Referring to FIGS. 6-10, the manner of attaching the bead string to the hot runner housing includes forming a groove 23 in an exposed surface of the housing 11 by machining or by a suitable casting process.
A ceramic adhesive 25, in paste form, is then painted or otherwise spread about the bottom and a portion of the sidewalls 37-38 of the groove 23 as shown in FIG. 6.
The ceramic adhesive, heat curable after a period of air drying, adheres to the metallic hot runner housing and is capable of withstanding temperatures ranging from room temperature to 4000
Typical ceramic adhesives are described in the following examples:
1. Ceramabond 751-Aremco Products Inc., Ossining, N.Y.
2 part system of a high temperature ceramic adhesive with an inorganic binder and magnesia powder having a high thermal expansion coefficient, excellent adherence to metals such as steel and withstanding temperatures to 3200
2. Ceramabond 632
1 part system of a high temperature ceramic bonding material containing an inorganic binder and a high amount of mica filler having excellent adherence to metals and ceramics, good thermal properties, good electrical insulation and no cracking at heat expansion.
Next, a length of bead string 39 is disposed upon the ceramic adhesive 25 and pressed into the position shown in FIG. 7.
Next, an additional application of ceramic adhesive as applied to cover the bead string and to fill the groove, as shown in FIG. 8.
Using a suitable spatula or other tool, excess adhesive is removed so that the surface of the ceramic adhesive matches the surface of the hot runner housing as shown in FIG. 9.
After an interval of air drying ranging from 1 to 6 hours at a temperature ranging from 60 from 0 to 100%, the combined hot runner housing, ceramic adhesive and bead string is placed in a curing oven for a period ranging from 1 to 4 hours at a temperature ranging from 150 to 300
After curing, it is sometimes desirable to sand or abrade the surface of the cured ceramic adhesive to smooth further the surface of the adhesive relative to the surface of the hot runner housing.
Although the cured ceramic adhesive is relatively free of porosity, it is sometimes desirable to coat the surface of the ceramic adhesive with a sealant to improve or enhance the freedom from porosity and to seal the joint between the sidewalls 37 and 38 of the hot runner housing and the ceramic adhesive.
Typical sealants are selected from the group of commercial coatings such as high temperature automotive muffler paint and Aremco Seal.
Turning to FIGS. 11 and 11A, the method steps for assembling the bead string are shown wherein a plurality of beads 28 are aligned by a unit such as a vibratory feeder 41 so that the nose 31 of one bead 28 faces the counterbore 32 of the downstream bead.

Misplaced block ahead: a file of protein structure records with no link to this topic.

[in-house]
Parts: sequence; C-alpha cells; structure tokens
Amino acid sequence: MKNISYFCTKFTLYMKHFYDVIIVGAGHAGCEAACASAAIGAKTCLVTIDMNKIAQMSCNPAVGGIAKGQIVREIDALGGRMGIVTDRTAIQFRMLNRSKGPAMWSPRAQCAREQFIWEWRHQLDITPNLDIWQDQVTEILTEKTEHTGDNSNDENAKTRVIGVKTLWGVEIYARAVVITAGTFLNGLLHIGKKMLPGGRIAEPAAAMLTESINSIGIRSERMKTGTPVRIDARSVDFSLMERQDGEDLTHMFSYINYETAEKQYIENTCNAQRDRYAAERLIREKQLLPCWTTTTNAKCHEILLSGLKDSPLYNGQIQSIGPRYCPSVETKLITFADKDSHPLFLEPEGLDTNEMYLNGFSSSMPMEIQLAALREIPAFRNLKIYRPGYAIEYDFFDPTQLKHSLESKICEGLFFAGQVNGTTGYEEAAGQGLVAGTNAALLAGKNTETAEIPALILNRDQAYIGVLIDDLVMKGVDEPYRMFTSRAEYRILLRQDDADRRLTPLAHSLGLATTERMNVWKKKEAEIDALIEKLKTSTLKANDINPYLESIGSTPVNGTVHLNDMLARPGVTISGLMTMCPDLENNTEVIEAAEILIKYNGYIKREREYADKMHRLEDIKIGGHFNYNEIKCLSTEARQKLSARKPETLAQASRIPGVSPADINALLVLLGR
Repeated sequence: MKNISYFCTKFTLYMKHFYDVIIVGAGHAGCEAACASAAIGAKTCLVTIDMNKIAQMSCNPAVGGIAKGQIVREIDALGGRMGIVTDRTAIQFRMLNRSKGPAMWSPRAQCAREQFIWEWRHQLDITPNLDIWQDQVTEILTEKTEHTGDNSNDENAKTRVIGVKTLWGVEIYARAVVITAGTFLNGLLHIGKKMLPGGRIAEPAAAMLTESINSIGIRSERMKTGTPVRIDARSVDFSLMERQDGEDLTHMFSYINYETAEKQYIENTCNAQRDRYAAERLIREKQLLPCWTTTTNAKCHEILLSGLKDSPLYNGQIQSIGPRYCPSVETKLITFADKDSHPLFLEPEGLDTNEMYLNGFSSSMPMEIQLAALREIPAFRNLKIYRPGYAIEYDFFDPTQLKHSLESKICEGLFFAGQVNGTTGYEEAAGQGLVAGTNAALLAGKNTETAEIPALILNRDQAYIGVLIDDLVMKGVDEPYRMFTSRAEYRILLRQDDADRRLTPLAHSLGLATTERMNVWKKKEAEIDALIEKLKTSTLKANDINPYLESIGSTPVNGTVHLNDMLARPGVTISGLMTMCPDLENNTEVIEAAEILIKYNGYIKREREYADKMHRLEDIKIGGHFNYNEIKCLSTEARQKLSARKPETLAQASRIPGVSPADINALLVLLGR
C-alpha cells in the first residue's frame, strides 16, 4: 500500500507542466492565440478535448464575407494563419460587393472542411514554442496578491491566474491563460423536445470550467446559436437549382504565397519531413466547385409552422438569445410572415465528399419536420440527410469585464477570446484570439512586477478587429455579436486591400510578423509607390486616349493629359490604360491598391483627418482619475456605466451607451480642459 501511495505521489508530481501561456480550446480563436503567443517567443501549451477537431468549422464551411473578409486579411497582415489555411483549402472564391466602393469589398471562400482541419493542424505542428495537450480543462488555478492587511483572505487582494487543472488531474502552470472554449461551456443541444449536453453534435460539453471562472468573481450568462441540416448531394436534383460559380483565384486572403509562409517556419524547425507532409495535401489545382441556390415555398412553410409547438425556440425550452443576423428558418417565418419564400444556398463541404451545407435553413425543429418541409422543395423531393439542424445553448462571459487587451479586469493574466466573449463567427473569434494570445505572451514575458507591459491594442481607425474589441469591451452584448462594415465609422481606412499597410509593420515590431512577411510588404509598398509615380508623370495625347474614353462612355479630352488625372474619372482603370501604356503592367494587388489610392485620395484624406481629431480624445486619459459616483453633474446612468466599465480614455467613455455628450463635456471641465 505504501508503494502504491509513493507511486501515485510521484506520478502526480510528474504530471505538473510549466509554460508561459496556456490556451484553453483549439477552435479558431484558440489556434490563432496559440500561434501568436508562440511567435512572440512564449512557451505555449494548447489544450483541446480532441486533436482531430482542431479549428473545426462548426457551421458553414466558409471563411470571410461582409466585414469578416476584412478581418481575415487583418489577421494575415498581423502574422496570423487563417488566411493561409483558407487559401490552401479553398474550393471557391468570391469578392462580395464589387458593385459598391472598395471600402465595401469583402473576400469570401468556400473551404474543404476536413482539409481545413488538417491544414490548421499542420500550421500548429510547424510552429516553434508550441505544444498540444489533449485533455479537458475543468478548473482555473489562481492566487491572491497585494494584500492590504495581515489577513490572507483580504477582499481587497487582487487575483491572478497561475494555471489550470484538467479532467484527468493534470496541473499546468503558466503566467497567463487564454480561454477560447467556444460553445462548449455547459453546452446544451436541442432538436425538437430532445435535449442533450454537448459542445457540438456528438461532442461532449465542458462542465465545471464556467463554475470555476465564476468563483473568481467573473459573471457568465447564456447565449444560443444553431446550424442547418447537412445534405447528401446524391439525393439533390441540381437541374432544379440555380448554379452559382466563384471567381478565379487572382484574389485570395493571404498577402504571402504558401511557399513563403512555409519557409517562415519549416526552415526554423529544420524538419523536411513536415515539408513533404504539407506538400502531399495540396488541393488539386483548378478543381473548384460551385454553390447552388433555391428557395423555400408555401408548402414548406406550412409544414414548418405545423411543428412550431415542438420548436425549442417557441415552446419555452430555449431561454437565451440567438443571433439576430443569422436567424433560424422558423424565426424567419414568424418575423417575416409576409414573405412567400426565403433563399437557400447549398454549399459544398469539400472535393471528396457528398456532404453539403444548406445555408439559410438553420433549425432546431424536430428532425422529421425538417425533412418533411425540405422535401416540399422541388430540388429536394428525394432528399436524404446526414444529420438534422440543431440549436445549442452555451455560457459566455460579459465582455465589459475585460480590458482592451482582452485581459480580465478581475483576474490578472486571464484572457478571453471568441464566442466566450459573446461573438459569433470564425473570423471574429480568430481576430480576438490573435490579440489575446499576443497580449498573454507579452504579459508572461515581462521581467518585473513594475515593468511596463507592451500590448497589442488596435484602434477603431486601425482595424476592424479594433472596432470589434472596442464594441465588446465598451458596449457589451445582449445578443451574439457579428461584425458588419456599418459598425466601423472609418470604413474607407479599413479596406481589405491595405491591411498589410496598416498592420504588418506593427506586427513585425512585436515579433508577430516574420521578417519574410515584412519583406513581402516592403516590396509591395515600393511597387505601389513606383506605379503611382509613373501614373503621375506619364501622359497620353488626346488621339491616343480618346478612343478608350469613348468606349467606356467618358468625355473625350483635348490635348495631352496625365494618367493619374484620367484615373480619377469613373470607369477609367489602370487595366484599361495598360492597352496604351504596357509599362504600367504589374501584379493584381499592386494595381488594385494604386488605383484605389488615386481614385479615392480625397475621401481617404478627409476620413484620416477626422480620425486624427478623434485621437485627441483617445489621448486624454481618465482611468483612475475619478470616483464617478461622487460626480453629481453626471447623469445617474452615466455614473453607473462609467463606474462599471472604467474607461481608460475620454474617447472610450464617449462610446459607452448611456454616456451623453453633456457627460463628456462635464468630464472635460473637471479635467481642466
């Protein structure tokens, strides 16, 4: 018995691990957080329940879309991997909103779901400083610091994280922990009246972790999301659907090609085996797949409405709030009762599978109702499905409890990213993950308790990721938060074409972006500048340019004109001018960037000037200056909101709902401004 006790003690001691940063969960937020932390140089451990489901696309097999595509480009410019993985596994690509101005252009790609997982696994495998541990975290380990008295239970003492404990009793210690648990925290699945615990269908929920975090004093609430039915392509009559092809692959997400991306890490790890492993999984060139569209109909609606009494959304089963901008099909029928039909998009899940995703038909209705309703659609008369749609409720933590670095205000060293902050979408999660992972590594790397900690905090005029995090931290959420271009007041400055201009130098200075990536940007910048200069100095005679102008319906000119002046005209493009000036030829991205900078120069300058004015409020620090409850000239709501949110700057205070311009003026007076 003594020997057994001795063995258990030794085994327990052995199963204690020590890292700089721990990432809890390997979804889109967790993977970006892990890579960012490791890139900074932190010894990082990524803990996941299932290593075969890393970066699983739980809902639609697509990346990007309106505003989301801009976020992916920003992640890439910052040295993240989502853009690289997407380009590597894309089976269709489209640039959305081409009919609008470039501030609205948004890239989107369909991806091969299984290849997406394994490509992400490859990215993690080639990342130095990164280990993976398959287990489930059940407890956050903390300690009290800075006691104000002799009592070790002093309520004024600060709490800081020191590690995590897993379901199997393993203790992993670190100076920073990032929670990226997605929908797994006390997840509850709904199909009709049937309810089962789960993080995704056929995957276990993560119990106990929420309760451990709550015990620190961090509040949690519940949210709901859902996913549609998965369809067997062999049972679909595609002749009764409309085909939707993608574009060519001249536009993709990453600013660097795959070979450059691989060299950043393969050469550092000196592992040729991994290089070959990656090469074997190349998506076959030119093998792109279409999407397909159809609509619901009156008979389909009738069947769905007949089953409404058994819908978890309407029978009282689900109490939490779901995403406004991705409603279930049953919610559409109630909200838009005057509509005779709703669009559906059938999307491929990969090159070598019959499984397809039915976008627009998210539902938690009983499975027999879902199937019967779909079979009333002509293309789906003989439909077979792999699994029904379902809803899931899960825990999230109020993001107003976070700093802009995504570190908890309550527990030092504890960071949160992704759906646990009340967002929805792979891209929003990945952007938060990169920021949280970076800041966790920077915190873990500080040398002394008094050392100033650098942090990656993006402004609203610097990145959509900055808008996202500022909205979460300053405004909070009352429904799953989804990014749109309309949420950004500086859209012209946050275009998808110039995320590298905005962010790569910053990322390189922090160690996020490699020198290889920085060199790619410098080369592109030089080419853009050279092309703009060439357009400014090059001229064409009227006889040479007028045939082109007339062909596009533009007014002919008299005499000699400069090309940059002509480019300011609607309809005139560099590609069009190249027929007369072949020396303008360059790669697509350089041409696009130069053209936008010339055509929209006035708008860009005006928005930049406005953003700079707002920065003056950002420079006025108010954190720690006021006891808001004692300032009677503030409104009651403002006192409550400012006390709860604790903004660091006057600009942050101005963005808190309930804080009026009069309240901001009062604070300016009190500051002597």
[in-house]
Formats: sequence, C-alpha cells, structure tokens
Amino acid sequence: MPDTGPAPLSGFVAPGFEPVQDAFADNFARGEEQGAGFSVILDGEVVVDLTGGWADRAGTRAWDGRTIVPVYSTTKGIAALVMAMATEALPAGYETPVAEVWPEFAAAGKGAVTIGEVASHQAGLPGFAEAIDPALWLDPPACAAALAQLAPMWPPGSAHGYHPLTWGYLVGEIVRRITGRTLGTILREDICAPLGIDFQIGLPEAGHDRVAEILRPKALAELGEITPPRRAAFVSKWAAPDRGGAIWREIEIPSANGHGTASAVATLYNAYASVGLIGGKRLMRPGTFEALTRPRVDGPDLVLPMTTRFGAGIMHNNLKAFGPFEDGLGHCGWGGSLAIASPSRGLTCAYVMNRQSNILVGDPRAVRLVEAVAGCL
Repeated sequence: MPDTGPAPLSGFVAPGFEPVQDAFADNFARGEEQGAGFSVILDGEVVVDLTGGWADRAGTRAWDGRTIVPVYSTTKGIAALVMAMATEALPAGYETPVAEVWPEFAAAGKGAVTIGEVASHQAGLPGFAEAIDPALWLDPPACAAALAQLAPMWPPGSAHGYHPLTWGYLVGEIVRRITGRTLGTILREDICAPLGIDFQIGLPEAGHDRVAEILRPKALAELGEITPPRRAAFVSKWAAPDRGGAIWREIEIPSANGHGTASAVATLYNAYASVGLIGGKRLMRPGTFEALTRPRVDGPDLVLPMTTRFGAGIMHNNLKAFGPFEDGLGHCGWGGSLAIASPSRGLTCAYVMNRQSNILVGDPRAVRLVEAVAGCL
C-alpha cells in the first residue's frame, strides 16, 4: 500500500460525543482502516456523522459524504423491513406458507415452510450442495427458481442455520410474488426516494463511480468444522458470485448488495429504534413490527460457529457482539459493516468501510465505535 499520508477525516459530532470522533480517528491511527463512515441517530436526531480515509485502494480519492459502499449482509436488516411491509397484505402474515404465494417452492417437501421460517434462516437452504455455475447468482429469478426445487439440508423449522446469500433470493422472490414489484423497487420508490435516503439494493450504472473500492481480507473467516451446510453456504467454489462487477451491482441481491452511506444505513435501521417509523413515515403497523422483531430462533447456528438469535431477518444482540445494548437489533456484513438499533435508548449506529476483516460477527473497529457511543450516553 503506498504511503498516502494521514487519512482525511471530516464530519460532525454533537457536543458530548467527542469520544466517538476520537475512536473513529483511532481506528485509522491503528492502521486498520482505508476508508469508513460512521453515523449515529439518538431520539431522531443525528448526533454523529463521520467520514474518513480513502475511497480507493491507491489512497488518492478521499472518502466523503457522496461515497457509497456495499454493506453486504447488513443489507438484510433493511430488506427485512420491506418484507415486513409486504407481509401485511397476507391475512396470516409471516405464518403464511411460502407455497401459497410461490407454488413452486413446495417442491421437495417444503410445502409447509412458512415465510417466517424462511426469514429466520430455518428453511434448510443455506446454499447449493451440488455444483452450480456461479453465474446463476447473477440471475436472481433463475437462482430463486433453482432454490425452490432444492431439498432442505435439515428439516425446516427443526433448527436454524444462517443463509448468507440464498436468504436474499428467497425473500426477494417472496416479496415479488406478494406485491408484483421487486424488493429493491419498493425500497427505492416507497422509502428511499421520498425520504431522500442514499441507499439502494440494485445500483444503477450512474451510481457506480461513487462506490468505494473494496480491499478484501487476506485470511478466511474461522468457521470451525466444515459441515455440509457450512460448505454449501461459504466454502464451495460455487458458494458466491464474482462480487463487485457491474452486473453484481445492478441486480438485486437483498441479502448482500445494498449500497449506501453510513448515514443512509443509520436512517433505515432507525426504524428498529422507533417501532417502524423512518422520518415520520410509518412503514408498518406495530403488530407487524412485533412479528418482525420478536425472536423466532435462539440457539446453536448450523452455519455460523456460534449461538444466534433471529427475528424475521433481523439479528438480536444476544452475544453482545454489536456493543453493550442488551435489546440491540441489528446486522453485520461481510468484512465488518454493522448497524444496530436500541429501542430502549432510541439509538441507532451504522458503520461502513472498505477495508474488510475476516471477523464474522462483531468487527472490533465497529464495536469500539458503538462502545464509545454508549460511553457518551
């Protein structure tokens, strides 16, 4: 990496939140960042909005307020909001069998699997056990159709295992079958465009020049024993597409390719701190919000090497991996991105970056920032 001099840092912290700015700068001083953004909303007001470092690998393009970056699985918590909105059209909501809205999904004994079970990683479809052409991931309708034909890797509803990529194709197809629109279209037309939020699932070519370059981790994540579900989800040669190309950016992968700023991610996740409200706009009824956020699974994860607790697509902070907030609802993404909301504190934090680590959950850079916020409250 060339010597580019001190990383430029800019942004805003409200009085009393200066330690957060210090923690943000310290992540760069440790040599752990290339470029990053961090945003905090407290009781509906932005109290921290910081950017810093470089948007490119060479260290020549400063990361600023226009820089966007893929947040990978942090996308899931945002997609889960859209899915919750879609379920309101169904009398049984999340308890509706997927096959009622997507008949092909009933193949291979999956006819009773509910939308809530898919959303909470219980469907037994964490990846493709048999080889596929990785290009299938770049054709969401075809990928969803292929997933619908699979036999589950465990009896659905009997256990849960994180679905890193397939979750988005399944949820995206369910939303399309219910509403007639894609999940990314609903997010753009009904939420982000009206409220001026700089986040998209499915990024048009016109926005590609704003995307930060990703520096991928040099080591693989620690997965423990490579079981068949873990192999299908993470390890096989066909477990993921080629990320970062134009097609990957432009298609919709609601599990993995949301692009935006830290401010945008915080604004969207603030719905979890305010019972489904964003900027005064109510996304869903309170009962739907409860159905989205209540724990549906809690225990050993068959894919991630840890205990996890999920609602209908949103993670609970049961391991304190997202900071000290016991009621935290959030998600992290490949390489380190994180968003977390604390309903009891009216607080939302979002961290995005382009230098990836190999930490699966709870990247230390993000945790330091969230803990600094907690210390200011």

The beads, so aligned, are funnelled into a tubular member 42. Thereafter the heating wire 33 is inserted to create the bead string.
The feeding of the beads 28 and the feeding of the heating wire 33 are usually conducted continuously so that it is desirable to wind the bead string upon a spool for convenient storage.
In the alternative, predetermined segments of the string are cut to desired lengths and electrical contacts 34 and 36 (FIG. 1) are applied so that the segments are ready for insertion into grooves of a hot runner housing.
Typical ceramic beads are available commercially under the trademarks interlocking ceramic beads and ceramic beads, manufactured by Hoechst Ceram Tec AG and Akinsun Heat Co., Inc. respectively.
It is to be understood that the invention is not limited to the illustrations described and shown herein, which are deemed to be merely illustrative of the best modes of carrying out the invention, and which are susceptible of modification of form, size, arrangement of parts and details of operation. The invention rather is intended to encompass all such modifications which are within its spirit and scope as defined by the claims.
FIG. 1 is a plan view of a hot runner housing having a heater of the present invention in place wherein the housing includes internal passages for delivering thermoplastic material to 4 molds;
FIG. 2 is a vertical section of one wing of the hot runner of FIG. 1 as viewed in the plane of the line 2--2;
FIG. 3 is an enlarged vertical section of a portion of FIG. 2 showing details of a coiled heating wire within a ceramic bead;
FIG. 4 shows a vertical section of a ceramic bead string or chain strung upon a coiled or helical heating wire;
FIG. 5 is a perspective view of typical ceramic beads;
FIG. 6 shows the step of applying a first coating of ceramic adhesive paste to a groove machined or otherwise formed in a metallic housing;
FIG. 7 shows the step of laying the bead chain upon the coating of FIG. 6 and pressing the bead chain into the coating;
FIG. 8 shows the step of applying the second coating of ceramic adhesive paste to fill the groove and overlay the bead string;
FIG. 9 shows the step of smoothing the surface of the second coating of ceramic paste;
FIG. 10 shows schematically the oven curing step; and
FIGS. 11 and 11A show the method of forming a bead string.